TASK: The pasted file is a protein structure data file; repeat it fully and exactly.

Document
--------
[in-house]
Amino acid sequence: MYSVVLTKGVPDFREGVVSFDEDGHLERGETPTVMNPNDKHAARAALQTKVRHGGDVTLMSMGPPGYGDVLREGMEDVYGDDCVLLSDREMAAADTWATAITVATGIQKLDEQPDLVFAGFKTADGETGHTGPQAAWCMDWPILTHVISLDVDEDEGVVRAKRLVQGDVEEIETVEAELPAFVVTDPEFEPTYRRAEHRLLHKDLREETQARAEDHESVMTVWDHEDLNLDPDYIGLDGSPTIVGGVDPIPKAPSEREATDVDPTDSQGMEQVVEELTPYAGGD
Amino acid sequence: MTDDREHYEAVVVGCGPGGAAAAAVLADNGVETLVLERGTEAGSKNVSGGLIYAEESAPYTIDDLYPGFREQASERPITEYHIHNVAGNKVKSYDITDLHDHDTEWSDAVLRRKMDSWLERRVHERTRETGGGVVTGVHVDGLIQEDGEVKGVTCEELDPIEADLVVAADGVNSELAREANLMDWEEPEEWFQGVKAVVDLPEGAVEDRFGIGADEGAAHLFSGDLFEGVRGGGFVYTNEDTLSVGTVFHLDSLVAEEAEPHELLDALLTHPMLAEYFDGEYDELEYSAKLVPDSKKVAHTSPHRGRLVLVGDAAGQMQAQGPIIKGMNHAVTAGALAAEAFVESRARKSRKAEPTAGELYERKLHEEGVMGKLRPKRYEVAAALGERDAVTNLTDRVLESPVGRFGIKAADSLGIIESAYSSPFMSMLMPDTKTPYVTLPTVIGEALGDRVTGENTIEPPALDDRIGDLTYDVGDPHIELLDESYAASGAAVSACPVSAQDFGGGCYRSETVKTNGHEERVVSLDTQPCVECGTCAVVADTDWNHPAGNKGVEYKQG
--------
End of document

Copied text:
[in-house]
Amino acid sequence: MYSVVLTKGVPDFREGVVSFDEDGHLERGETPTVMNPNDKHAARAALQTKVRHGGDVTLMSMGPPGYGDVLREGMEDVYGDDCVLLSDREMAAADTWATAITVATGIQKLDEQPDLVFAGFKTADGETGHTGPQAAWCMDWPILTHVISLDVDEDEGVVRAKRLVQGDVEEIETVEAELPAFVVTDPEFEPTYRRAEHRLLHKDLREETQARAEDHESVMTVWDHEDLNLDPDYIGLDGSPTIVGGVDPIPKAPSEREATDVDPTDSQGMEQVVEELTPYAGGD
Amino acid sequence: MTDDREHYEAVVVGCGPGGAAAAAVLADNGVETLVLERGTEAGSKNVSGGLIYAEESAPYTIDDLYPGFREQASERPITEYHIHNVAGNKVKSYDITDLHDHDTEWSDAVLRRKMDSWLERRVHERTRETGGGVVTGVHVDGLIQEDGEVKGVTCEELDPIEADLVVAADGVNSELAREANLMDWEEPEEWFQGVKAVVDLPEGAVEDRFGIGADEGAAHLFSGDLFEGVRGGGFVYTNEDTLSVGTVFHLDSLVAEEAEPHELLDALLTHPMLAEYFDGEYDELEYSAKLVPDSKKVAHTSPHRGRLVLVGDAAGQMQAQGPIIKGMNHAVTAGALAAEAFVESRARKSRKAEPTAGELYERKLHEEGVMGKLRPKRYEVAAALGERDAVTNLTDRVLESPVGRFGIKAADSLGIIESAYSSPFMSMLMPDTKTPYVTLPTVIGEALGDRVTGENTIEPPALDDRIGDLTYDVGDPHIELLDESYAASGAAVSACPVSAQDFGGGCYRSETVKTNGHEERVVSLDTQPCVECGTCAVVADTDWNHPAGNKGVEYKQG